Chinese gangs use cryptocurrencies to launder billions

In Beijing the authorities have taken a hard line against cryptocurrencies. (Photo: AFP/Getty Images)
In Beijing the authorities have taken a hard line against cryptocurrencies. (Photo: AFP/Getty Images)


Some of the money has been raised from helping supply drugs to the US or scamming American victims.

Chinese crime syndicates are using cryptocurrencies to launder billions of dollars, including money raised from helping supply drugs to the U.S. or scamming American victims.

These gangs are exploiting the decentralized nature of cryptocurrency markets to evade the grasp of Chinese and foreign authorities. They are using crypto to launder the profits of drug dealing and illegal gambling, and have made huge amounts from investment scams that promise easy returns in the cryptocurrency markets.

Crypto addresses linked to a group of suspected chemical traders based in China have received more than $37.8 million worth of assets since 2018 in exchange for shipping a key ingredient of fentanyl, the research firm Chainalysis said in a report last year. These shipments are often sent to Central America and Mexico, where drug cartels use them to manufacture the drug, which is then shipped to the U.S.

In October, the U.S.’s Office of Foreign Assets Control sanctioned a network of individuals and companies based in China over the manufacturing and distribution of ingredients used in fentanyl and other drugs. Some of those individuals held cryptocurrency wallets to send and receive funds, the Treasury Department said.

Fentanyl use by Americans has become a major public health issue, contributing to more than 100,000 deaths a year, according to the latest figures from the Centers for Disease Control and Prevention. It has also been a rare area where the world’s two superpowers have appeared to be on the same side: Chinese and U.S. officials agreed this year to work together to tackle the issue.

These cases highlight the changing nature of money laundering, which is increasingly being done through cryptocurrencies rather than old-fashioned methods such as shipping suitcases of cash.

That is a problem for investigators, but it also gives them new ways to track money flows, since most cryptocurrency transfers are saved on a public ledger.

Scammers of several victims in China and Florida shared the same two crypto wallet addresses, implying they are likely parts of the same group, according to a joint investigation published in January by ChainArgos, a Singapore-based blockchain data platform, and Bitrace, a China-based blockchain research group. One of those wallets processed at least $20.7 million worth of tokens since early 2021, the report said. The study found that the stolen funds from those two addresses were later deposited onto two major crypto exchanges, OKX and Huobi, now called HTX.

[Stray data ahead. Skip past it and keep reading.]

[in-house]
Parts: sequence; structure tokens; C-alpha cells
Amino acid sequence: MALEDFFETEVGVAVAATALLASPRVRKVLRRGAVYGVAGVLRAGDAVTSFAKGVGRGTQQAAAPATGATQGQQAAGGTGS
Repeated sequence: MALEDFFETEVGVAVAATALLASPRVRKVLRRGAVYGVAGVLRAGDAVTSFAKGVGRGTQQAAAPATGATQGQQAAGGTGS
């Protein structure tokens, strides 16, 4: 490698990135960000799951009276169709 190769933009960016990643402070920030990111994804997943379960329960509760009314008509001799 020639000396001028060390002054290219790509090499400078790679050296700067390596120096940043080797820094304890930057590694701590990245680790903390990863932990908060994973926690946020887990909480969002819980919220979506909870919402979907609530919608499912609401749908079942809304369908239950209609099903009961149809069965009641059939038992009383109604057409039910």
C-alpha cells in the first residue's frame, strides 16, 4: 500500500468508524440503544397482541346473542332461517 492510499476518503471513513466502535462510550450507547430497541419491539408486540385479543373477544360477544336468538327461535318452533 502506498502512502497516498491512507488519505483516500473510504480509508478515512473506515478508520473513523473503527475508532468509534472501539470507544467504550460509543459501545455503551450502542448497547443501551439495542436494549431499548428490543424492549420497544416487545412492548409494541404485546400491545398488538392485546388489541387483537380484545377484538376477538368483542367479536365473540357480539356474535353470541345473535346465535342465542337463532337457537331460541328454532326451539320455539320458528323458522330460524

It is tough for victims in the U.S. to recover their money because many of them lose $10,000 or less—big enough to be someone’s life savings but too small for organizations such as the Federal Bureau of Investigation to consider it a priority, said Jonelle Still, adjunct professor in blockchain analytics at the Middlebury Institute of International Studies.

The transnational nature of these syndicates adds further difficulty in catching criminals or helping victims recover their assets, since it requires cooperation between officials in different countries, say antifraud advocates.

Beijing has for years taken a hard line against cryptocurrencies, forcing exchanges to shut down, banning trading and jailing executives who previously worked in the industry. In January, the powerful State Council said it would submit a revised anti-money-laundering law to the country’s top lawmaking body for review. Addressing the role of crypto in money laundering is the most urgent issue, legal experts have said.

“Having a blanket ban on cryptocurrency exchanges is one thing, but it doesn’t seem to be working," said Rory Doyle, head of financial crime policy at financial-software provider Fenergo.

Chinese law-enforcement agencies across the country have investigated more than 800 cases, shut down five underground banks used to help process payments, and uncovered about $4 billion worth of funds based on blockchain data, the country’s police force said in January. It worked with blockchain analytics firm OKLink to track the wallets, which allow the storage and transfer of cryptocurrencies.

In late 2022, Chinese police arrested 63 suspects linked to a criminal group that used cryptocurrencies to launder the equivalent of roughly $1.7 billion in an operation spanning 17 provinces.

Chinese prosecutors also have charged well-known crypto executives. Zhao Dong, founder of a major over-the-counter crypto platform in China called RenrenBit, was sentenced to seven years in prison in 2022 after providing crypto-exchange services to an illicit business involved in overseas gambling and so-called pig-butchering scams. Tether, a stablecoin pegged to the U.S. dollar, has been used as a way for these groups to switch between different fiat currencies, officials said.

Write to Weilun Soon at and Elaine Yu at

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